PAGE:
I cannot find anyone in this House who does not accept the principle that if we can have medicine from the opium poppy then surely we can have medicine from a cannabis plant. Find me evidence of someone who has died of a cannabis overdose. I am told there is not any. Of course, people have died in certain circumstances relating to mental conditions associated with very heavy use, particularly by young people, of the kind of dreadful stuff sold on our streets by the criminal supply chain. But we have chosen, by the laws we have passed, to put that business in the hands of criminals who are selling the strongest and most dangerous stuff to our children. Trading Standards is not going around measuring it or checking that consumers are over the age of 18 when they purchase it. That is why it is easier for our kids to get this dangerous form of cannabis than alcohol.
We need to get to grips with an awful lot of reform in this area, but the public benefit from the United Kingdom pushing on with the science and supporting research could be huge. We in this House must remain engaged, and Ministers must really push and lead on this. My fellow co-chair of the all-party group on drug policy reform, the hon. Member for Manchester, Withington, made a very important point. There will have to be a bespoke arrangement to regulate and license the system. There is an endocannabinoid system in all animals. That is not taught at medical school. That is not currently part of standard medical training or assessment, but it would appear to be a reason why this stuff works at a common sense level. It is why, among all the people we represent, there is the knowledge that this stuff does work. That is why hundreds of thousands of people are using it to self-medicate for the conditions from which they suffer. We have to bring those people into the legal framework, so they can access the medicines that will make their lives very much easier. Many of the diseases and conditions likely to be treated by medicinal cannabis are the diseases of ageing. It would be infinitely better if people can use a safe medicine such as cannabis, rather than dangerous medicines such as opiates or legal alcohol.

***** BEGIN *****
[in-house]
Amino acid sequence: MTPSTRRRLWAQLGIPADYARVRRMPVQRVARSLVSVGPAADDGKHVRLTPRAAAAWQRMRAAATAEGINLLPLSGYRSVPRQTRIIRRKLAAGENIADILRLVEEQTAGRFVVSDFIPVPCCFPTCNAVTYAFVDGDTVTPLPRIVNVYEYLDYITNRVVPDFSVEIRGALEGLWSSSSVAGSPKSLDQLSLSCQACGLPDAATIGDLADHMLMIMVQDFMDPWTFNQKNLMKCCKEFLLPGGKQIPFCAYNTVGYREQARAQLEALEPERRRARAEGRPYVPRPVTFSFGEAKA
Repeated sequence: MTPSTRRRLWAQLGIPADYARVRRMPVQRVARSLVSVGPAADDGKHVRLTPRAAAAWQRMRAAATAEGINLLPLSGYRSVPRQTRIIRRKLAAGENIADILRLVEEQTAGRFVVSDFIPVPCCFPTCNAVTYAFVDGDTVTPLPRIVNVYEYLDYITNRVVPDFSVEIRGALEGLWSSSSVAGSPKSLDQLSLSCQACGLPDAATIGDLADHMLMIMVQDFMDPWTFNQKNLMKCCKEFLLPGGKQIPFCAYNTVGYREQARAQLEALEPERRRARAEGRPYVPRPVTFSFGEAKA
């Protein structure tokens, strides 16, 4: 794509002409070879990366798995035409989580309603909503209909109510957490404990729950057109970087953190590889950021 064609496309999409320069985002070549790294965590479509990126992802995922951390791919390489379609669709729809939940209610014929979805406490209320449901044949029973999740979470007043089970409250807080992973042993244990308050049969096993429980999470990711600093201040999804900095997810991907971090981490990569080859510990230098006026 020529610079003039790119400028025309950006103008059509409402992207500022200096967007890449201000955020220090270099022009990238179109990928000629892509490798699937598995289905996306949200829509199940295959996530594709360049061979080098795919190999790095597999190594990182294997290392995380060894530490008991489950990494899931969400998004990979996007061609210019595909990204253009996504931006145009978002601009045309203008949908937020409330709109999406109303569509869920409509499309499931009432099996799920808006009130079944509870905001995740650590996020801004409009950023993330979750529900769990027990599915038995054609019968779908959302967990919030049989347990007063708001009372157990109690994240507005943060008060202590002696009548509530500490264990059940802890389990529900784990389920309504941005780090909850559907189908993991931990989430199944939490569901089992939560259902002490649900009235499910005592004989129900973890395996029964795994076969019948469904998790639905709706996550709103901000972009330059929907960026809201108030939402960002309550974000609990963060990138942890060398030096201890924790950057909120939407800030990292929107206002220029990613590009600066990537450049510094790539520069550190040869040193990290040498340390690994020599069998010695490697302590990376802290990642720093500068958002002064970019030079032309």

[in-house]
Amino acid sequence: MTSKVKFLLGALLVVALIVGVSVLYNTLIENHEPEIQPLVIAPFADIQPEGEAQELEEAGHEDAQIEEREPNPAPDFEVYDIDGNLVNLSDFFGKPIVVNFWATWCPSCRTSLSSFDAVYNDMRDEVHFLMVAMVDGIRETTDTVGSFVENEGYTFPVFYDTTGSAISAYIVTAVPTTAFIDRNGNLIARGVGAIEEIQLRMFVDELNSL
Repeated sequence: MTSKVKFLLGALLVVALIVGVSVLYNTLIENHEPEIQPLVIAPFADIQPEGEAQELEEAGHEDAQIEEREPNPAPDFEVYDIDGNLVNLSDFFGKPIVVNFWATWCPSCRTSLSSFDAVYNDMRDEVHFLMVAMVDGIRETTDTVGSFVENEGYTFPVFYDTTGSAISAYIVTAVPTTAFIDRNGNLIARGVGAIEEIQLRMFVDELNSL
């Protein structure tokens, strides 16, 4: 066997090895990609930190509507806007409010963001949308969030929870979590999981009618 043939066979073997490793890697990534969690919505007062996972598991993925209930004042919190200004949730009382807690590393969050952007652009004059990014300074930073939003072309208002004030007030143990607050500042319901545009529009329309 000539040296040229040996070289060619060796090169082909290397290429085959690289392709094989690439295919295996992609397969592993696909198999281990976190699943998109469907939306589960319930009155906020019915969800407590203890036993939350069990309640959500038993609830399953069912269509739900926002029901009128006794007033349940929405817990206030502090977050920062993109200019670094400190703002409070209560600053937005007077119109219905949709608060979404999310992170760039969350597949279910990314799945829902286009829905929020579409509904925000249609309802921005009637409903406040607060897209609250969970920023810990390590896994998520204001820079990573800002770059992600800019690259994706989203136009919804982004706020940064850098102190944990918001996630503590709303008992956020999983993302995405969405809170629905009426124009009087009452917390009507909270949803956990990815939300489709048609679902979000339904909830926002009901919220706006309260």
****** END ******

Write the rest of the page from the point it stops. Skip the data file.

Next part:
I ask the Minister to push her colleagues to ensure that we do not simply follow down a pharmaceutical path that just assesses medicine as a molecule with a particular individual effect on a particular individual condition. That will not work in respect of medicines derived from cannabis. We have heard the reasons: the complexity of a plant-based medicine that has many thousands of different variants once one starts spinning them out. There should not be a choice between randomised control trials and observational trials. We need to do both. The opportunity for the United Kingdom and the people we represent—both economically in terms of a highly successful business and in improving public health and reducing the danger of opiate use and so on—is there for us to grasp. That is why investors have got it. They understand the opportunities for innovation and investment with real money in this area.
I urge my hon. Friend the Minister, now that the policy lead is in her Department and not the Home Office, to get the rest of the licencing arrangements off the Home Office and get them into a state where we advance public health, advance the economic interests of the United Kingdom and make a huge difference to public health in the UK, making people safer and healthier, and, ultimately, providing much greater value for money than the alternative treatments that people are using at the moment.